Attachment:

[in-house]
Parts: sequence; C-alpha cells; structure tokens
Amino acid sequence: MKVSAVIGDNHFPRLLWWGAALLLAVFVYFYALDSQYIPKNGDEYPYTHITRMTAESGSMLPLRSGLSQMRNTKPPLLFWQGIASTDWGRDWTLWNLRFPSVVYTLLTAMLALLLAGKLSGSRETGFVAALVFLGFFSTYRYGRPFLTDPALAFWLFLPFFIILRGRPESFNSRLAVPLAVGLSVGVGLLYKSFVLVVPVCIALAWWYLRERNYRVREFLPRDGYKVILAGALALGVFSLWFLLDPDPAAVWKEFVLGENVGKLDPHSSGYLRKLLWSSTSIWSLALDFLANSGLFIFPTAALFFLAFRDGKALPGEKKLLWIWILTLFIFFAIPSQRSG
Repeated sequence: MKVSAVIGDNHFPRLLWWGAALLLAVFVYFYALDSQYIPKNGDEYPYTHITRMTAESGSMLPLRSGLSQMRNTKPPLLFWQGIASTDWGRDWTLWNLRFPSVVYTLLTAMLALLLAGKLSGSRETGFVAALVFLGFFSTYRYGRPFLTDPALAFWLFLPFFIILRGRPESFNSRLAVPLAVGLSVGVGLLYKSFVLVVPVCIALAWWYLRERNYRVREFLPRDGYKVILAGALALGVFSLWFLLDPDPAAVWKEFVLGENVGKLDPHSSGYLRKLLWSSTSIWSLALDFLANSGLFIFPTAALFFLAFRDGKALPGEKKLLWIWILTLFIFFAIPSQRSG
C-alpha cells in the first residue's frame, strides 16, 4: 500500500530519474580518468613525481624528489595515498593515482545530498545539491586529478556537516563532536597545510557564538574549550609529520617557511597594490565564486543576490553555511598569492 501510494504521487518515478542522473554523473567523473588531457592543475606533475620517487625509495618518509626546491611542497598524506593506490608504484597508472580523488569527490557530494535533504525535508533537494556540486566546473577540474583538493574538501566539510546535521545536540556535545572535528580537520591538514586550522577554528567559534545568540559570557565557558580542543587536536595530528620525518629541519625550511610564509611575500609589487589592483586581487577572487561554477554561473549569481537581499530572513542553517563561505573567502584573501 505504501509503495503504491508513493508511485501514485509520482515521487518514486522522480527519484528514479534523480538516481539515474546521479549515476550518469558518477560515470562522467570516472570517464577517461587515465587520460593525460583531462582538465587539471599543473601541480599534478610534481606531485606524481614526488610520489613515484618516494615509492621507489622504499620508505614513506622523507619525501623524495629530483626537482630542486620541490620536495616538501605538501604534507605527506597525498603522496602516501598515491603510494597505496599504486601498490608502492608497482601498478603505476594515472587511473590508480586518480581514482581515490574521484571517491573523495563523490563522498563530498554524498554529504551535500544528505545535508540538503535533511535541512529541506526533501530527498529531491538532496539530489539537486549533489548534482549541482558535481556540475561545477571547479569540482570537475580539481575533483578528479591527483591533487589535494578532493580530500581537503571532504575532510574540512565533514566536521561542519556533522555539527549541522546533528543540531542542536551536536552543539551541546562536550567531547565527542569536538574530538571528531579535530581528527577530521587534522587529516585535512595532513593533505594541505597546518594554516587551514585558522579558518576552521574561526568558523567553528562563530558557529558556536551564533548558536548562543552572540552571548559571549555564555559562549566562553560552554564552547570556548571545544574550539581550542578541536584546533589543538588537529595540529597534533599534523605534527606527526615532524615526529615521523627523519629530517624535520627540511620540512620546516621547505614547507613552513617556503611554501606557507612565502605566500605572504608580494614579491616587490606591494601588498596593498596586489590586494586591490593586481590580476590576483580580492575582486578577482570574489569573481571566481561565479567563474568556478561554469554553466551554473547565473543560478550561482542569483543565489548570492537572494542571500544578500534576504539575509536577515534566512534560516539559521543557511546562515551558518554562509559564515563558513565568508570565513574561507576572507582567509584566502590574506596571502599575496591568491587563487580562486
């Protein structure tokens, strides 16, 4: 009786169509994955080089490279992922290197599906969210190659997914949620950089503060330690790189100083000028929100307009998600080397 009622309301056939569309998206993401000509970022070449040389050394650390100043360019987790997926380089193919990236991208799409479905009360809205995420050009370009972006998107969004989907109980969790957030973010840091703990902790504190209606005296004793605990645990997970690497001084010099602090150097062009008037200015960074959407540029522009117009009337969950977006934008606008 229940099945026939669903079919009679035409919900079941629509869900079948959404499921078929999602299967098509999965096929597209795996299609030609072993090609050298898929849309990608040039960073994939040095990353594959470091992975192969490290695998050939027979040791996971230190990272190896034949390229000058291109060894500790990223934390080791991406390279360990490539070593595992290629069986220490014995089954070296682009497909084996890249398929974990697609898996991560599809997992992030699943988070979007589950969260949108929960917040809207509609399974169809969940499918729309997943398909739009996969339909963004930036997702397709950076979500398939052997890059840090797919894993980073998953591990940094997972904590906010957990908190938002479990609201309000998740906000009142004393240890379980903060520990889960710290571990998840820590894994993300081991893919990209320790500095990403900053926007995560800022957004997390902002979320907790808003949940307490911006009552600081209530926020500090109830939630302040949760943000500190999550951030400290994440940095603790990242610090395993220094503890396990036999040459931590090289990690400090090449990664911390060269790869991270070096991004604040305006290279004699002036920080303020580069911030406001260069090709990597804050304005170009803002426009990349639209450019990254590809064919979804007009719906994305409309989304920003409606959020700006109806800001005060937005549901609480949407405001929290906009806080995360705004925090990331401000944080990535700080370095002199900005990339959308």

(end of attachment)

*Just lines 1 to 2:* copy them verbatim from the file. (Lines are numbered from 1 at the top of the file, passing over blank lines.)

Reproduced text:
[in-house]
Parts: sequence; C-alpha cells; structure tokens